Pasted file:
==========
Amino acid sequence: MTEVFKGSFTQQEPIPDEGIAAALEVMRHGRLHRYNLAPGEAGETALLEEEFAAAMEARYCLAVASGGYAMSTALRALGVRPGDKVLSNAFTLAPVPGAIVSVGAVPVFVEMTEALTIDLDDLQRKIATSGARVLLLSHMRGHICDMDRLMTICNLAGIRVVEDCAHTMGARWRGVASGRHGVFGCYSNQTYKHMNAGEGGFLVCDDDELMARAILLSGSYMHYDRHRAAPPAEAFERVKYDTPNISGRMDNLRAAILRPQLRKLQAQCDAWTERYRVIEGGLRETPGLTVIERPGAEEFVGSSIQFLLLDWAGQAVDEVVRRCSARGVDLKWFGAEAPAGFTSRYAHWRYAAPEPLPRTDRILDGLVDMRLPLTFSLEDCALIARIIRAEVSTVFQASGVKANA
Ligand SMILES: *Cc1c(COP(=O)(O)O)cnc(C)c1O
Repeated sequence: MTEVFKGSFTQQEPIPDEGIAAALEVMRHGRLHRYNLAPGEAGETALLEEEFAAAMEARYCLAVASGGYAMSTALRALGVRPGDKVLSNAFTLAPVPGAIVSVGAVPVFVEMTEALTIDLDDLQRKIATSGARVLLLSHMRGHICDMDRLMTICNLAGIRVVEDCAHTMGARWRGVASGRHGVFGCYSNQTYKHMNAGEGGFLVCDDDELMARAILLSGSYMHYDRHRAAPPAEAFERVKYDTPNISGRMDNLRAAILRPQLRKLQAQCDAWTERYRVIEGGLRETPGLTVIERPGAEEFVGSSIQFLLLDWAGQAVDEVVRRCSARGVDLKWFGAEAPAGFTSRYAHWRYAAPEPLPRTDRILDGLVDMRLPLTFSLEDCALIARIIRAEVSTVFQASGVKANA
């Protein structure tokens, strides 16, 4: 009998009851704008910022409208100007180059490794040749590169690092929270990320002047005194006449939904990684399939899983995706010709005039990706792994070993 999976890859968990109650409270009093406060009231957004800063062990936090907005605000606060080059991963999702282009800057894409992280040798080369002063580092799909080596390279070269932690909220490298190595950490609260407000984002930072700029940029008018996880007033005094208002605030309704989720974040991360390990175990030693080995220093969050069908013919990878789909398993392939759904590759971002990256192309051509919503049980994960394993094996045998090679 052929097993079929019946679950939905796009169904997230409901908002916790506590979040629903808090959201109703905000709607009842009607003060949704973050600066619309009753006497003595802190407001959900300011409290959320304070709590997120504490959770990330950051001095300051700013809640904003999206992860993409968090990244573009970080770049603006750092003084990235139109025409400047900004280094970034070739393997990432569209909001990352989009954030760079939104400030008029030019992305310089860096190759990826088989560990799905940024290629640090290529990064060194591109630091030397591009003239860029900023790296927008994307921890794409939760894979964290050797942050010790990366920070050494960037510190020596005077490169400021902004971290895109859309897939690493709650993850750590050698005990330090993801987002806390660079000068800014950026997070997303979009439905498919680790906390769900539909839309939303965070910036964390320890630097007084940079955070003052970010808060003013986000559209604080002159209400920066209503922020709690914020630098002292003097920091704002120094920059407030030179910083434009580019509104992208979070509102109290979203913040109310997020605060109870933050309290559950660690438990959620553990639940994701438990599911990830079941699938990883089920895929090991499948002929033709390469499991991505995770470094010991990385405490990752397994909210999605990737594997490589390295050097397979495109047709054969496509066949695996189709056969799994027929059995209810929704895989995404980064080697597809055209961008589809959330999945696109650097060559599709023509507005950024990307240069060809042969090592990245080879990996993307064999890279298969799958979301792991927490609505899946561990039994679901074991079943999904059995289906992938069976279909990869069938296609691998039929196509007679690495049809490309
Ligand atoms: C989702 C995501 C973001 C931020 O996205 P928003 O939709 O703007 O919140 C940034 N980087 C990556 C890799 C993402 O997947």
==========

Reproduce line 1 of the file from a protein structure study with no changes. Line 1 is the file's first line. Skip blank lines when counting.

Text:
Amino acid sequence: MTEVFKGSFTQQEPIPDEGIAAALEVMRHGRLHRYNLAPGEAGETALLEEEFAAAMEARYCLAVASGGYAMSTALRALGVRPGDKVLSNAFTLAPVPGAIVSVGAVPVFVEMTEALTIDLDDLQRKIATSGARVLLLSHMRGHICDMDRLMTICNLAGIRVVEDCAHTMGARWRGVASGRHGVFGCYSNQTYKHMNAGEGGFLVCDDDELMARAILLSGSYMHYDRHRAAPPAEAFERVKYDTPNISGRMDNLRAAILRPQLRKLQAQCDAWTERYRVIEGGLRETPGLTVIERPGAEEFVGSSIQFLLLDWAGQAVDEVVRRCSARGVDLKWFGAEAPAGFTSRYAHWRYAAPEPLPRTDRILDGLVDMRLPLTFSLEDCALIARIIRAEVSTVFQASGVKANA